The most strongly hijacked kinases include casein kinase II (CK2), kinases within the p38/MAP kinase (p38/MAPK) pathway, cyclin-dependent kinases (CDKs) and phosphatidylinositol 5-kinase (PIKFYVE), all of which fall within a set of cell signaling pathways. Because kinases possess certain structural features, they are very druggable targets with more than 500 compounds commercially available or in development.
Researchers then set out to evaluate whether existing compounds would inhibit SARS-CoV-2 in infected cells in which specific kinases had been manipulated by the virus.
“We employed state-of-the-art bioinformatics approaches to readily identify regulated kinases from sparse phosphorylation profiles, many of which are likely to be established drug targets with therapeutic potential,” commented Pedro Beltrao, Ph.D., group leader at EMBL’s European Bioinformatics Institute.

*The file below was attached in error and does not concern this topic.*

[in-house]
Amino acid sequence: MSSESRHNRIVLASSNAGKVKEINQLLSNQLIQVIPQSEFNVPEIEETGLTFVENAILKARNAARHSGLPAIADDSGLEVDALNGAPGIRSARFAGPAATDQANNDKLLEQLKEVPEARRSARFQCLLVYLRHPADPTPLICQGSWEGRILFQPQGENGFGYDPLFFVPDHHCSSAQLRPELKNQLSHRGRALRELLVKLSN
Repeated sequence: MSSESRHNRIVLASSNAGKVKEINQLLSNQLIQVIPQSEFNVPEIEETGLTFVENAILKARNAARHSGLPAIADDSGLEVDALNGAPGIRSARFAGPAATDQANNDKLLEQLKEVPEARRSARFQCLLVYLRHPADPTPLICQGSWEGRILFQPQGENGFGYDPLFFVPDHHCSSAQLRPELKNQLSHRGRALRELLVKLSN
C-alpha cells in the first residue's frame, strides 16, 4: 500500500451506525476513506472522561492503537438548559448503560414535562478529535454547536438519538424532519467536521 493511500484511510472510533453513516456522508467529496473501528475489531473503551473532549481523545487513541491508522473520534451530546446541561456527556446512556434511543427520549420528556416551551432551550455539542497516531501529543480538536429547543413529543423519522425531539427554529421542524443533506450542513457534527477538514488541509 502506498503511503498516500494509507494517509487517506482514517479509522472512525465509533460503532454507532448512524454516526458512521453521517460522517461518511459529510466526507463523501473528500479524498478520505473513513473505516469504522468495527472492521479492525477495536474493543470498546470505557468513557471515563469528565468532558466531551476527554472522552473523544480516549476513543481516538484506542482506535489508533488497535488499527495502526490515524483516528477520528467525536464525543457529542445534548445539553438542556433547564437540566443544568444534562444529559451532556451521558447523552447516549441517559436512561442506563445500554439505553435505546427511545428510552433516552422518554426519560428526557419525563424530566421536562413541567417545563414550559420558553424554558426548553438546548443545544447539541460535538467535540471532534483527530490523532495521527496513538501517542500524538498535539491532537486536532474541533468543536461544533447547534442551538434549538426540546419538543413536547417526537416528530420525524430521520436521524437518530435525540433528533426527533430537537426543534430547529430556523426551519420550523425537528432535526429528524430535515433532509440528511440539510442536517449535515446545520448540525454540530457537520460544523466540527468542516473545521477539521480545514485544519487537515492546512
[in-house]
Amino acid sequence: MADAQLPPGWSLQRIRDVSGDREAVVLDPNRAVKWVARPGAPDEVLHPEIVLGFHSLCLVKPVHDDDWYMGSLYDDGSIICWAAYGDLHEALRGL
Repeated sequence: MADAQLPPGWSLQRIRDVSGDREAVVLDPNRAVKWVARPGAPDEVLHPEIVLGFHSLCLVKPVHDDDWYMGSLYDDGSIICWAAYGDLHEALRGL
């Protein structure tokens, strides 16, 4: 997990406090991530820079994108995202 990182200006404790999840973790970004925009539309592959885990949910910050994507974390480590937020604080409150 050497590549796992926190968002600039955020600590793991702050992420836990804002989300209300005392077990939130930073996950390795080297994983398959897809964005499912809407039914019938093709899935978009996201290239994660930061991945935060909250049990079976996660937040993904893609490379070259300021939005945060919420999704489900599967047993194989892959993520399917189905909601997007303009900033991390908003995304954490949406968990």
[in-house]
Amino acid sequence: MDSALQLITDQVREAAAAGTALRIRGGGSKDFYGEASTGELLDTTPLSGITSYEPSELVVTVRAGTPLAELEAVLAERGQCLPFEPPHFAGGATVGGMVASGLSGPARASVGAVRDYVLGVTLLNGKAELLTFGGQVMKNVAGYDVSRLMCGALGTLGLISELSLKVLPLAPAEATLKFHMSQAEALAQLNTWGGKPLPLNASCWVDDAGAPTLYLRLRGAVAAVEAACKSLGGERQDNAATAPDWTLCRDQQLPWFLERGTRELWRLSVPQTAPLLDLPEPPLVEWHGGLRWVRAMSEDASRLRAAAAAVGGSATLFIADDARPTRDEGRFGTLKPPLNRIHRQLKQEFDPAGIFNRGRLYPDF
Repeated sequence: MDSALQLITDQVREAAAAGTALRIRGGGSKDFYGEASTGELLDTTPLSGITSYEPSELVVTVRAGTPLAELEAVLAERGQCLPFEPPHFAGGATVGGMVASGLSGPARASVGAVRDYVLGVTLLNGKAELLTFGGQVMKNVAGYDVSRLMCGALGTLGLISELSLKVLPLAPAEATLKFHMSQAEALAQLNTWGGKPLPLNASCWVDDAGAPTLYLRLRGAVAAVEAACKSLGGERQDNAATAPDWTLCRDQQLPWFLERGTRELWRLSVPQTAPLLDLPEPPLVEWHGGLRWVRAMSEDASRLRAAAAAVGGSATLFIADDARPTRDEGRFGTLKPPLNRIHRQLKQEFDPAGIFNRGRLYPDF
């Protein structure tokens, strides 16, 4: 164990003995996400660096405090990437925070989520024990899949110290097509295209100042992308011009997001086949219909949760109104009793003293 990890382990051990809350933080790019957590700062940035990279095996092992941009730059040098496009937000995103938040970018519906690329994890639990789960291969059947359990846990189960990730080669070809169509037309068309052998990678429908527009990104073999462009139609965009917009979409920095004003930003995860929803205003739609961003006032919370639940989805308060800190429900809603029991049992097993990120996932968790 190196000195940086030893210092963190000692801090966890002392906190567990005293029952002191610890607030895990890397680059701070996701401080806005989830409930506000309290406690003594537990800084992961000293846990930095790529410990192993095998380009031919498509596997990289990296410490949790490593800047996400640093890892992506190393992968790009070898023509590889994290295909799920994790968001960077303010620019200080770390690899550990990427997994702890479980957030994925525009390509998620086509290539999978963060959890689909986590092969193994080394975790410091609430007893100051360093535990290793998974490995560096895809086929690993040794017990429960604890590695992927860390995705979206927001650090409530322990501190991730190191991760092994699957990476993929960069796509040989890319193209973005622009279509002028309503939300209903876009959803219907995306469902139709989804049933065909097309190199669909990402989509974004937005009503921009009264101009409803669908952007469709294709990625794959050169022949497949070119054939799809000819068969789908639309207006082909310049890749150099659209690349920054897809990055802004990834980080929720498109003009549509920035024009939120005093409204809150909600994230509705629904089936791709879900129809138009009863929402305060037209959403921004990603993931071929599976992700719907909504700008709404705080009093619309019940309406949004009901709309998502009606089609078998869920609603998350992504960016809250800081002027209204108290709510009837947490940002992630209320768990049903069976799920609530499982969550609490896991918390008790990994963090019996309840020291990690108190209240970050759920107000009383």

Specifically, the researchers found that:
- CK2, a kinase that plays a key role in cytoskeleton formation, cell growth and proliferation as well as apoptosis (cell death), physically interacted with the SARS-CoV-2 viral N protein and was significantly more activated in virally infected cells. Using a CK2 inhibitor in the laboratory experiments eliminated the virus.
- Several kinases within the p38/MAPK pathway respond to and control the production of potentially harmful pro-inflammatory cytokines including IL-6, IL-10 and TNF-alpha. Inhibiting p38/MAPK signaling in virally infected suppressed the overproduction of inflammatory cytokines and directly impaired viral replication, suggesting that p38/MAPK inhibition may target multiple mechanisms related to COVID-19 pathogenesis.